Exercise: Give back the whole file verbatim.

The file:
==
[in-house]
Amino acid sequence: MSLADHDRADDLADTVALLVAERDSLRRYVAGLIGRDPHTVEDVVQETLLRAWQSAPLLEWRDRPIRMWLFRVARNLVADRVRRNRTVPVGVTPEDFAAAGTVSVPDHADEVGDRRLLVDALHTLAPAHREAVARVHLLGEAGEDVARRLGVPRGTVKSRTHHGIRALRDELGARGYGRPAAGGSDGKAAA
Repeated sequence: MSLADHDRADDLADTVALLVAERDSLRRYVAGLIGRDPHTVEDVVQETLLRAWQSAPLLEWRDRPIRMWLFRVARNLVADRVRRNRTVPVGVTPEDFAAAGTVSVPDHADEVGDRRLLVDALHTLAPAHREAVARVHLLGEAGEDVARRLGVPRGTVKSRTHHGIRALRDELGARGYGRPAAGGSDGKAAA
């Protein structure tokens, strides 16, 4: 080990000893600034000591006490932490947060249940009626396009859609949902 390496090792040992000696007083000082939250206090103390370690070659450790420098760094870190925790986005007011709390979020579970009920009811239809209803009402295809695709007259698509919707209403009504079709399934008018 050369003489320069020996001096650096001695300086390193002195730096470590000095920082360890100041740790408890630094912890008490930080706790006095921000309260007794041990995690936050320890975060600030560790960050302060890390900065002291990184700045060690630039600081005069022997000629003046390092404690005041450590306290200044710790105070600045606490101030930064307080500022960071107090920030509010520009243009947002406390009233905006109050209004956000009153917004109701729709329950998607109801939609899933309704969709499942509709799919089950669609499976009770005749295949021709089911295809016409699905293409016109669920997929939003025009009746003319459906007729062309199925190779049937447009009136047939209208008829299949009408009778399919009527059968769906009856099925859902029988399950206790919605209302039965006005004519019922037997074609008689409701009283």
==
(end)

[in-house]
Amino acid sequence: MSLADHDRADDLADTVALLVAERDSLRRYVAGLIGRDPHTVEDVVQETLLRAWQSAPLLEWRDRPIRMWLFRVARNLVADRVRRNRTVPVGVTPEDFAAAGTVSVPDHADEVGDRRLLVDALHTLAPAHREAVARVHLLGEAGEDVARRLGVPRGTVKSRTHHGIRALRDELGARGYGRPAAGGSDGKAAA
Repeated sequence: MSLADHDRADDLADTVALLVAERDSLRRYVAGLIGRDPHTVEDVVQETLLRAWQSAPLLEWRDRPIRMWLFRVARNLVADRVRRNRTVPVGVTPEDFAAAGTVSVPDHADEVGDRRLLVDALHTLAPAHREAVARVHLLGEAGEDVARRLGVPRGTVKSRTHHGIRALRDELGARGYGRPAAGGSDGKAAA
């Protein structure tokens, strides 16, 4: 080990000893600034000591006490932490947060249940009626396009859609949902 390496090792040992000696007083000082939250206090103390370690070659450790420098760094870190925790986005007011709390979020579970009920009811239809209803009402295809695709007259698509919707209403009504079709399934008018 050369003489320069020996001096650096001695300086390193002195730096470590000095920082360890100041740790408890630094912890008490930080706790006095921000309260007794041990995690936050320890975060600030560790960050302060890390900065002291990184700045060690630039600081005069022997000629003046390092404690005041450590306290200044710790105070600045606490101030930064307080500022960071107090920030509010520009243009947002406390009233905006109050209004956000009153917004109701729709329950998607109801939609899933309704969709499942509709799919089950669609499976009770005749295949021709089911295809016409699905293409016109669920997929939003025009009746003319459906007729062309199925190779049937447009009136047939209208008829299949009408009778399919009527059968769906009856099925859902029988399950206790919605209302039965006005004519019922037997074609008689409701009283």